Children receiving hospital treatment are being served meals with ‘shocking’ amounts of salt, sugar and saturated fat.
Many senior doctors are now calling for minimal nutritional standards to be introduced into the NHS following the study results. These would match the standards now required for school meals, which were introduced after the TV series, Jamie’s School Dinners.
The study, carried out by Consensus Action on Salt (CASH), tested 451 main meals, snacks and desserts served to children in hospitals in England and the findings were very worrying. They found:
- Almost half of the main meals contained too much salt, to be acceptable for dishing up in schools.
- Under the supermarket traffic light system, 30% of the 451 dishes would be classed as ‘red’. This means the dishes have levels of an ingredient type such as sugar or salt, which we should only eat in limited amounts.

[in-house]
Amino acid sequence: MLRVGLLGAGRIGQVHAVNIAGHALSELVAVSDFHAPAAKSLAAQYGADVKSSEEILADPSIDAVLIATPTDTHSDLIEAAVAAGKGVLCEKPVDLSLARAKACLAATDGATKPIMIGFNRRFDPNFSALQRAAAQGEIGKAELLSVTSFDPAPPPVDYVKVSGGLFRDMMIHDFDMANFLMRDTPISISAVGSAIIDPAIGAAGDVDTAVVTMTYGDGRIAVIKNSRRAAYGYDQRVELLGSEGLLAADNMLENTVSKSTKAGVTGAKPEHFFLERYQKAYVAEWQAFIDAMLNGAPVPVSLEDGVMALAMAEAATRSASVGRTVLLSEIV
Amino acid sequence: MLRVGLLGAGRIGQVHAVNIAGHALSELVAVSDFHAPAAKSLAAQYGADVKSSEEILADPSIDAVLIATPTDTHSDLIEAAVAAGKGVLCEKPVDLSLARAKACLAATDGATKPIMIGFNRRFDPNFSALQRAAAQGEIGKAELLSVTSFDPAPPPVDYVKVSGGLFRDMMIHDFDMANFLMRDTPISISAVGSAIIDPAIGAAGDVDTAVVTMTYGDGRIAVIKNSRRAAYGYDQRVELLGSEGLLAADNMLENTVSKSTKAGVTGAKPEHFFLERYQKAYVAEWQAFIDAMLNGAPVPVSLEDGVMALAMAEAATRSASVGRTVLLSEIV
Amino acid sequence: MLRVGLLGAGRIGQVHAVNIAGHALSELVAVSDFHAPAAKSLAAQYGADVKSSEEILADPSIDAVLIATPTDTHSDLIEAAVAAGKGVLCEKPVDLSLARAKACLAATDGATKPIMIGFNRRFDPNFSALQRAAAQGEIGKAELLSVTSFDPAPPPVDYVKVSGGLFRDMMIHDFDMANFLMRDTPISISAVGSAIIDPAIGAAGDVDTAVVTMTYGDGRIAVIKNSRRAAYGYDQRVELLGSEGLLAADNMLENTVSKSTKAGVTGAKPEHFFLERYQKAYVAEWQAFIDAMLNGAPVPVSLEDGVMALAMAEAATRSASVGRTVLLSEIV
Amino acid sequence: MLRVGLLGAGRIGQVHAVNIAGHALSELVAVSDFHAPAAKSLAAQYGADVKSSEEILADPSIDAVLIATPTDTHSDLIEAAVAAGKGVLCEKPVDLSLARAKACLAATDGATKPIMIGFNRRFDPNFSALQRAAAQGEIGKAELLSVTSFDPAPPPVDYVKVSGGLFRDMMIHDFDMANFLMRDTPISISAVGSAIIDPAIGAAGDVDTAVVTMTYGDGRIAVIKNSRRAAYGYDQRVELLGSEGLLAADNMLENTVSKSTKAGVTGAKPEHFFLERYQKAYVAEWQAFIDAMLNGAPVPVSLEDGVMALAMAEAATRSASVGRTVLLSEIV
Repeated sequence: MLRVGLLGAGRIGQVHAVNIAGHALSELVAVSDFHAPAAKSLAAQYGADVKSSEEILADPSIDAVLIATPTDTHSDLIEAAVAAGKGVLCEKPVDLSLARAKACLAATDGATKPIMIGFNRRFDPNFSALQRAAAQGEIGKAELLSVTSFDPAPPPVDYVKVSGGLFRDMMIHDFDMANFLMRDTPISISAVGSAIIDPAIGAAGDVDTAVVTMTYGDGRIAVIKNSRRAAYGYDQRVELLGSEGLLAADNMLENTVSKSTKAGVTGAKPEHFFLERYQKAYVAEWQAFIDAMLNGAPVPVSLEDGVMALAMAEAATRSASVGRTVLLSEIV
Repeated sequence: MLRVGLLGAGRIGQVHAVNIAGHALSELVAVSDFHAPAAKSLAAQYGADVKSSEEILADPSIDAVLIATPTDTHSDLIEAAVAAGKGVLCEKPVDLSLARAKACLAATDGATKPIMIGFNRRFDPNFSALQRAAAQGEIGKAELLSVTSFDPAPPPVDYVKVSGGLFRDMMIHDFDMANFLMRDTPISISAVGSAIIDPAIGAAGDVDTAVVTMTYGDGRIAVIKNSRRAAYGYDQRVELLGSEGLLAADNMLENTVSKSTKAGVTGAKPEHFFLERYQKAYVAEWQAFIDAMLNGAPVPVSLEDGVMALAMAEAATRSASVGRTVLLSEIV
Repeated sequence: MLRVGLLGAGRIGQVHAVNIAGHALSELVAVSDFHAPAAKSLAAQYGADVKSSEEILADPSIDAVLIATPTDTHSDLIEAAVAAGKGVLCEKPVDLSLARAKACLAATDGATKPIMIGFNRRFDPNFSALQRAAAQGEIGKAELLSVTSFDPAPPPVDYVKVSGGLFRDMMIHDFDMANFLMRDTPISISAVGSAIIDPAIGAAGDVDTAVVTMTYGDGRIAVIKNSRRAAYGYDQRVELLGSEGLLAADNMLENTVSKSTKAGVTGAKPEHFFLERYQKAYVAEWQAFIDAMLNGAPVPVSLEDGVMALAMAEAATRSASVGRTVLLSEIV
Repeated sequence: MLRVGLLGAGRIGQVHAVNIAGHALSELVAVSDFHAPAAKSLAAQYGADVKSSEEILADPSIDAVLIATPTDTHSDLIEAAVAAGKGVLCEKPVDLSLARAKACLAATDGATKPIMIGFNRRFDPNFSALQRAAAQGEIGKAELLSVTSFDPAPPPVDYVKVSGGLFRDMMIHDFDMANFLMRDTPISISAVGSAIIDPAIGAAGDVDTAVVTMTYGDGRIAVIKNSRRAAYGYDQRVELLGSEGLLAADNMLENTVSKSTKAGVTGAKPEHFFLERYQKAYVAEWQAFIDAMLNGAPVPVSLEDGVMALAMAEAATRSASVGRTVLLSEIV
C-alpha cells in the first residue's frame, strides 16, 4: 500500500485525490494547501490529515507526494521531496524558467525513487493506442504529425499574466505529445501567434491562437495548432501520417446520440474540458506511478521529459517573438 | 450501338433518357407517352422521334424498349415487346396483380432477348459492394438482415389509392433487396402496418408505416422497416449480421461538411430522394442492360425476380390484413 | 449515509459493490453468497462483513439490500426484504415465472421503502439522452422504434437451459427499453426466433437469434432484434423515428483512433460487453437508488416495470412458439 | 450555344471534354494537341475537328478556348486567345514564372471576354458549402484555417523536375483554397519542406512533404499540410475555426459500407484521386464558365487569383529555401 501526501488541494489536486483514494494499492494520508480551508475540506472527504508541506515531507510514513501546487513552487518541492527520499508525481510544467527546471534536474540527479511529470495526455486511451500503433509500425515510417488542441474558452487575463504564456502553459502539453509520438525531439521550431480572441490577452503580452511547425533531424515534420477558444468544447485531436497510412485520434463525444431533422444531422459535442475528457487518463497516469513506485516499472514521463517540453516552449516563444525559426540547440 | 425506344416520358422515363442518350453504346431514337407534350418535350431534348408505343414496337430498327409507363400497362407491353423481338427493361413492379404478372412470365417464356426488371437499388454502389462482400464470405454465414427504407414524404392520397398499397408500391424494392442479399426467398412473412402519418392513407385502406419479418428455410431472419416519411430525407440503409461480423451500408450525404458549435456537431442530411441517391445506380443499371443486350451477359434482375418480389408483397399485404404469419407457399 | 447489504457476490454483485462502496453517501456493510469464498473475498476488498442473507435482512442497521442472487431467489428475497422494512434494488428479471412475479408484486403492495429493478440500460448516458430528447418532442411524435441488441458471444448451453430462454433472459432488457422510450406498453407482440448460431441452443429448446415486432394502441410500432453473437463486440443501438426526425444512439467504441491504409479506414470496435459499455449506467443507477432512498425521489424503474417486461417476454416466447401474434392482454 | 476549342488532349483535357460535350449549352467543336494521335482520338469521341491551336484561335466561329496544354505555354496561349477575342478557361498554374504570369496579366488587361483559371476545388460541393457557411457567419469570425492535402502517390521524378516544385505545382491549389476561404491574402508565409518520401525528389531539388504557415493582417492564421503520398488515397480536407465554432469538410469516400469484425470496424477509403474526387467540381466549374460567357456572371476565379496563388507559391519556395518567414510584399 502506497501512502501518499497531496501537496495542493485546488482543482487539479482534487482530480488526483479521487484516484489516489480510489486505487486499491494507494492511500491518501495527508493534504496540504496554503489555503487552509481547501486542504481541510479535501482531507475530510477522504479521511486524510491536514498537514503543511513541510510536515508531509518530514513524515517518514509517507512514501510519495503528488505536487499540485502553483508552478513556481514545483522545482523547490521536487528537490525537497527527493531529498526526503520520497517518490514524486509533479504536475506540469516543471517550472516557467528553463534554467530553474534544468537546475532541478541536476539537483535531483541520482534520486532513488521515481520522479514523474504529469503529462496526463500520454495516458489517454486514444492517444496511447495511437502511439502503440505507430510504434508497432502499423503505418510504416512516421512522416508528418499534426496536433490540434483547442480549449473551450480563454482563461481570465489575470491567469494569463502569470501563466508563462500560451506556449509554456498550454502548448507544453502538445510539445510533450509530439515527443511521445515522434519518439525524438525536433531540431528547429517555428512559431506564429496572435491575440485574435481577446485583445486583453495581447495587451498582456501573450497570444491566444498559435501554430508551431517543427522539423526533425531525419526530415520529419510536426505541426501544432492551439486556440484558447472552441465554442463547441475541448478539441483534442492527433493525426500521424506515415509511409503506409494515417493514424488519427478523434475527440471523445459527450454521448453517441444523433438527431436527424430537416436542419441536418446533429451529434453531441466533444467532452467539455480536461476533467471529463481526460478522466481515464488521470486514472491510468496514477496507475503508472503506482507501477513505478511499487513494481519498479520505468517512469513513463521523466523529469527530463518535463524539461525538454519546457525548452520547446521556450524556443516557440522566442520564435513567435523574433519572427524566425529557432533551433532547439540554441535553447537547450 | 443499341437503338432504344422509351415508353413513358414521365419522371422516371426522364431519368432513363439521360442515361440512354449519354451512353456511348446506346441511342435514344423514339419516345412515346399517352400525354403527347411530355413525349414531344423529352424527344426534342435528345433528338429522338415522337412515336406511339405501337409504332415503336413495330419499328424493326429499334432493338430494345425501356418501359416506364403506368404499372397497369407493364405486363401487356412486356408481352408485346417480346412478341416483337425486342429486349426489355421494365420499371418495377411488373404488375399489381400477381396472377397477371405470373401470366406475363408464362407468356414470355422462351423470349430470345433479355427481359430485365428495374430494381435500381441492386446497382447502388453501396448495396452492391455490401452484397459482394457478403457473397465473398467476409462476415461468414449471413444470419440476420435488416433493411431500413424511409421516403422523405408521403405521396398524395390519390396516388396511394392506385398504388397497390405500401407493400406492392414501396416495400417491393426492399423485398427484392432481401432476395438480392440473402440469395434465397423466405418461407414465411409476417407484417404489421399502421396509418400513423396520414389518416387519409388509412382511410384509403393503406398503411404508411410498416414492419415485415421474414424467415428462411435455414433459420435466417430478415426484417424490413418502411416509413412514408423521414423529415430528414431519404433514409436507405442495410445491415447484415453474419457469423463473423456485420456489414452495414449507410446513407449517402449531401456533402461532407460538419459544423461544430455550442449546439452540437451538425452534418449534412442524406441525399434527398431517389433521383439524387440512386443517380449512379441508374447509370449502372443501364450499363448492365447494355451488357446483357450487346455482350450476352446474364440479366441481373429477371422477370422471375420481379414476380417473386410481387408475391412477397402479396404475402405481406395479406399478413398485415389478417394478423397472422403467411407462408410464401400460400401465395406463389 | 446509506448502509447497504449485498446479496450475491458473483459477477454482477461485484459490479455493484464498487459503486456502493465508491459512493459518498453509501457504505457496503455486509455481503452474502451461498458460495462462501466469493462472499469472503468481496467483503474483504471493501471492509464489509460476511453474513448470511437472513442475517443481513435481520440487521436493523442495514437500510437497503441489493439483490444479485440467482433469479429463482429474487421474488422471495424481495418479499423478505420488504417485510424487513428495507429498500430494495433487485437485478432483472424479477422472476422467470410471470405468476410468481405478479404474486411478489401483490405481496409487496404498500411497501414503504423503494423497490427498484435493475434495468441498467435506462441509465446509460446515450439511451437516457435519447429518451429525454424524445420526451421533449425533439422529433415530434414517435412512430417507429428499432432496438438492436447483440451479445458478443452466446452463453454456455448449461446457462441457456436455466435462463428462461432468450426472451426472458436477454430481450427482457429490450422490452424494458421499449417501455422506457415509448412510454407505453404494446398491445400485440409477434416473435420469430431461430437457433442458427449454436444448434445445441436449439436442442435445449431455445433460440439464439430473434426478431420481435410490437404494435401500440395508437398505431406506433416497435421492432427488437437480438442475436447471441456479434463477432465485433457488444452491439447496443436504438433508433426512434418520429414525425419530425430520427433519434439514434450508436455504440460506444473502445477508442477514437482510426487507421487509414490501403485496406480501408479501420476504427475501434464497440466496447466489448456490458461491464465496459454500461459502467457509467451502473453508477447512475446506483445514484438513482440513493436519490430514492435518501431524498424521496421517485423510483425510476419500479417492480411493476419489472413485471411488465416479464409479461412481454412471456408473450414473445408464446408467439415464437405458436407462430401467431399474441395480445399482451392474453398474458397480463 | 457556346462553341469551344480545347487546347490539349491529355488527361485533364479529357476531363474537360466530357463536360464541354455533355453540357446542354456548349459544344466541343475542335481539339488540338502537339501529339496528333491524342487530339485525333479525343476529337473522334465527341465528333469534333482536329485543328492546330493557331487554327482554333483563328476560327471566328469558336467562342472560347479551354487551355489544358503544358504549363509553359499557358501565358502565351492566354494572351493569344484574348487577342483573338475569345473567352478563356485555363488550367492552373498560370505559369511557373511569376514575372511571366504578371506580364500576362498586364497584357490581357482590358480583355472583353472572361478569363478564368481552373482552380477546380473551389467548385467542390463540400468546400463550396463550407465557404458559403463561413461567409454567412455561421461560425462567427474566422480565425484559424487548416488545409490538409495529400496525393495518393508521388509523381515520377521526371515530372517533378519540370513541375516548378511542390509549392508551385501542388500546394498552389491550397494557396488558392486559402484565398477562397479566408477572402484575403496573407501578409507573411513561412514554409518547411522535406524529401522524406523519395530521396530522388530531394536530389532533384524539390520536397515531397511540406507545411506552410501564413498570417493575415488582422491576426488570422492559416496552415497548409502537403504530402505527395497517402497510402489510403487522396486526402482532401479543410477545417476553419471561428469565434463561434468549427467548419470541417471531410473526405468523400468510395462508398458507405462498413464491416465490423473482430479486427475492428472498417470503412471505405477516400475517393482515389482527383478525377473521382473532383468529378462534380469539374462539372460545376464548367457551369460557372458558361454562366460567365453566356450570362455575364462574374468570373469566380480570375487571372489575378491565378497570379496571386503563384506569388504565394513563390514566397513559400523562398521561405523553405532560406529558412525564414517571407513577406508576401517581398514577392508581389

- A lasagne had six times more salt than one served in a school canteen.
- A pizza had 50% more salt and a sticky toffee pudding had 50% more sugar than allowed in a school meal.
Professor Terence Stephenson, president of the Royal College of Paediatrics and Child health, commented:
“I’m perplexed that these meals intended for children contain far more salt, sugar and saturated fat than would be allowed in our schools… If we have a standard that we think is right for children in schools, then it must be even more right for children who are in hospital, because we want to promote good health as well as treating illness. The health service should not be lagging behind the education system in this.”
The study was conducted across three main hospital food suppliers, Apetitio, Anglia Crown and MediRest. The identities of the hospitals were not disclosed.